I am a divided self, with loyalty to two stunningly different geographical environments. First, I grew up amidst the remnants of the Ice Age in the Finger Lakes region in western New York. My childhood took place in Canandaigua, my college at Cornell University on Cayuga Lake; and finally, I worked as an assistant to the president of a private college on Seneca Lake. The dominant element here was, of course, water. Glacial lakes, rivers, snow.
An adventurer at heart, I followed the lure of the west. There I encountered the desert and the sun, an entirely different sun from the northeast, more powerful, more temperamental, differences which I draw upon in my writing. My first story, “Salvage Yard,” about a runaway in a junkyard who unearths a Vietnam vet’s diary, was published in Tucson in an anthology called Southwestern Women: New Voices. I was also busy studying English and graduated with an MA while teaching at an alternative high school in Tucson. (My principal cried, watching me inspire dubious writers to create fiction based on the news.)
Love intervened, and I married in Tucson, AZ, then travelled off to France where I became an editor in the archives of Sufi Pir-o-Murshid Inayat Khan. I continued teaching, first at the American School of Paris and then in a bilingual option at the heart of French public school, always inviting the students into the joys and rigor of creative writing. A merry band of so-called troublemakers fell under the spell of my creative projects, and one of them won a short story contest.
There is an old proverb that the worker is hidden in the workshop. During those 20 years in I became an apprentice writer. Brilliant writers in English (and other languages) gave readings at the Village Voice in the heart of Paris—a true pleasure. I won a short story competition at Abbey Bookshop in Paris; I published a story called “Striking Distance” in Italian Americana; and I led engaging book discussions for Cornell at the American Library of Paris. Now there’s living the dream of a bookworm.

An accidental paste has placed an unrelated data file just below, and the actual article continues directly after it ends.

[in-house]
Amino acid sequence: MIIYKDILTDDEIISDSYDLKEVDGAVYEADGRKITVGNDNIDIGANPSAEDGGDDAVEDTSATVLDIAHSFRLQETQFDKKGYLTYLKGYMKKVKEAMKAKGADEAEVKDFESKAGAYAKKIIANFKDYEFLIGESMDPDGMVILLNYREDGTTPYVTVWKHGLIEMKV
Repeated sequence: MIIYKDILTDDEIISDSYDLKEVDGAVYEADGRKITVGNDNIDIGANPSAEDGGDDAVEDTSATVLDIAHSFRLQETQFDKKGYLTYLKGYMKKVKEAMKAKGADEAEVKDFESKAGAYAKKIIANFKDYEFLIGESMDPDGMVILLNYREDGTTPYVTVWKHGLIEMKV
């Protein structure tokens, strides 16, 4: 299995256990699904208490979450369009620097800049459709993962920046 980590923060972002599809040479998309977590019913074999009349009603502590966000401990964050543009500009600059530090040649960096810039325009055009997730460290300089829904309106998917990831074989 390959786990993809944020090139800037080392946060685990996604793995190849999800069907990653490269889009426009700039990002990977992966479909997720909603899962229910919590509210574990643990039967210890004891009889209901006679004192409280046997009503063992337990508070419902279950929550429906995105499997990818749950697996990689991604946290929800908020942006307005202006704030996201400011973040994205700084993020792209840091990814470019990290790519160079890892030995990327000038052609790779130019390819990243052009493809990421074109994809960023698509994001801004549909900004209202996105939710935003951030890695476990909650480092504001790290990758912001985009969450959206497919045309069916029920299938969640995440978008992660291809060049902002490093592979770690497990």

Now writing and family have called me back to my native NY, where I hope to develop a writing community. In the works: first, a novel in linked stories, focusing on the ripple effects from a family tragedy. Second, a literary thriller about a young man who supposedly fell off the roof, but this cold case is increasingly suspicious. Other projects include children’s stories and ideas for a novel where the life of a young woman from western NY intertwines with that of a Mexican scientist along the southern border.
My newest project is the weekly blog writing4godot. Ah Godot, that mysterious, almost but not quite present person, the lure that inspires, hampers and—most importantly amuses those in his orbit. We’ll pursue Godot; he will pursue us in posts featuring anecdotes from France, including books, and well, whatever!